One thing I just couldn't wrap my head around was the process by which Dylan went from a depressed kid to one capable of committing mass murder.
I don't know if there's ever any final understanding of that. He didn't ever actually explain to us why he did this.
Why did the killers keep jumping through hoops working their jobs, writing papers, going to the prom right up until the attack? It makes the attack seem more like a performance than an angry act.
Definitely. This is what terrorism is: violence as theater. 9/11 was a performance, a show for America to make us quake. This was a performance for Eric in particular.
You clearly have sympathy for the Klebolds. What about toward the Harrises?
I could see from what Eric wrote about them that they seem very clearly to be good parents. After [Eric and Dylan were arrested in January 1998 for breaking into a van] Wayne Harris' journal was rife with activity. He didn't just send Eric to a shrink. He called a whole bunch of them himself. He was trying to do things right.
So where did they go wrong?I don't know that they did. If someone had told them their kid was a psychopath, they could have done things differently. But how could they ever have known that?
Eric fooled everybody. I just did a reading where someone said she'd worked closely with Eric and had a distinct memory of him being such an impressive young man: polite, charming, deferential to adults. Just like what you wish all the little high school brats were like. She said all the teachers were fooled. When you have someone growing up to be a professional con artist, it's pretty hard for the Harrises to see through that. Parents of psychopaths never figure it out.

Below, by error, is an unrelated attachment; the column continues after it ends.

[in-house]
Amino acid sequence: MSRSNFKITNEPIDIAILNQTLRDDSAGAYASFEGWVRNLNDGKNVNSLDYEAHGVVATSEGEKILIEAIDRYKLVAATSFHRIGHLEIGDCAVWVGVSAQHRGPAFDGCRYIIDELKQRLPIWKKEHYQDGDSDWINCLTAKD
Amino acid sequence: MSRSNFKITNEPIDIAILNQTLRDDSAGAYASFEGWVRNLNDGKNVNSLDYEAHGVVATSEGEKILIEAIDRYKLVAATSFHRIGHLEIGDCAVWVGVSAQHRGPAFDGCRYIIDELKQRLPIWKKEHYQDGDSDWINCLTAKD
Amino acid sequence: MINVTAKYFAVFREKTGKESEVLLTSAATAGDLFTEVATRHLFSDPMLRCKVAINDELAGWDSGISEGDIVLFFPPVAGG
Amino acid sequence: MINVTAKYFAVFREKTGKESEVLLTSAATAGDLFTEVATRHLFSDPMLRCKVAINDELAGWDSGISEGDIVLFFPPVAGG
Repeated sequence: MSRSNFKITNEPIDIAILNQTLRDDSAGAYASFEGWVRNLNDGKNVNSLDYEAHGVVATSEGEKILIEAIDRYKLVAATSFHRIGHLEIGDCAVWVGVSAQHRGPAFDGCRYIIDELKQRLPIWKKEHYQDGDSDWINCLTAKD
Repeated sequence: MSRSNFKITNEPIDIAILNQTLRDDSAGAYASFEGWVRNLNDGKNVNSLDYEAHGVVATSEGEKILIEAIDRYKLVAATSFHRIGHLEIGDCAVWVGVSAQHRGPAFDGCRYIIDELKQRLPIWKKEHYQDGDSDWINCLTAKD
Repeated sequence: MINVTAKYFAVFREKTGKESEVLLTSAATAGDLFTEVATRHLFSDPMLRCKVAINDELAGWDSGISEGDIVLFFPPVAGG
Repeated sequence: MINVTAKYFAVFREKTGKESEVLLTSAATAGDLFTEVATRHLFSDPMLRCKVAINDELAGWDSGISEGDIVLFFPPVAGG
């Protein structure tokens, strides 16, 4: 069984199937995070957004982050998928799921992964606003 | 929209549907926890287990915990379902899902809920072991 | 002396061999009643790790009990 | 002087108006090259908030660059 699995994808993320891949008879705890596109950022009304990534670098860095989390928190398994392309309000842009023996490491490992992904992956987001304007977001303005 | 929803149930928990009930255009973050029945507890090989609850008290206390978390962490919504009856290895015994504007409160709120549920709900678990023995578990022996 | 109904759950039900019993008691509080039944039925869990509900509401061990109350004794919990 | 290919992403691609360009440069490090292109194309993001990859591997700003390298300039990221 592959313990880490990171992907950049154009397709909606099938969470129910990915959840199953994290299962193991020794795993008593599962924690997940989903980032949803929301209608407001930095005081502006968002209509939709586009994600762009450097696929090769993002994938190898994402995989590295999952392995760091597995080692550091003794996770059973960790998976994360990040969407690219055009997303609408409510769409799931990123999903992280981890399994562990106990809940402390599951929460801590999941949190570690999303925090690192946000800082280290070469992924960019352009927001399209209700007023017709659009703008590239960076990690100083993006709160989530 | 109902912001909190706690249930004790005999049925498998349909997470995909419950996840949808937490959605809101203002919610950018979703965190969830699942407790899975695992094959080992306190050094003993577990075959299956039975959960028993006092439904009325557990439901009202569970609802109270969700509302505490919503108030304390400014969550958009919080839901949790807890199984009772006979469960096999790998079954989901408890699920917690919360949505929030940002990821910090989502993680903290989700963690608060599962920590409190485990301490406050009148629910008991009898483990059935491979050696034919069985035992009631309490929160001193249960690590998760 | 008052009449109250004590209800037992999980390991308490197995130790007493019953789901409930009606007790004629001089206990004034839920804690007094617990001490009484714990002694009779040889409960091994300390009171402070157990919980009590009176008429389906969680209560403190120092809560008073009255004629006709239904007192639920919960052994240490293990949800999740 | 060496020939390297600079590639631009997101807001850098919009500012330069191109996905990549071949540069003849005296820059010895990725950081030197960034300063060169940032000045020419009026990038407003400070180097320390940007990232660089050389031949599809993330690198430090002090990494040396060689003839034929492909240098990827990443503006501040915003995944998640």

And the Klebolds? Why didn't they realize Dylan was so depressed, for starters?
I asked psychiatrists about that. They said, "Oh, you've got a morose 16-year-old boy. Welcome to America." The parents just thought he was going through adolescence, and high school was hard. They knew he was depressed; they just didn't realize how severely. Dylan's dad was close with his son. He knew he had a troubled kid. But Dylan was painfully shy from when he was a little boy. You don't see this coming.
A lot of myths sprang up immediately after Columbine. Why were we so quick to jump on pat narratives?
The problem with Columbine was we felt the need to explain it right away. It was so horrifying, and the public wanted to know why it happened. We in the media wanted to know why too, and we thought we had to answer them. What we should have said was, "We don't have any good information, and it would be irresponsible of us to say why." When you speculate in a case like this, it very quickly morphs into "fact." We started with the assumption that school shooters tend to be loners, outcasts and bullied. That turned out to be a myth: some are bullied, but not even 50%. The majority are not any of those things.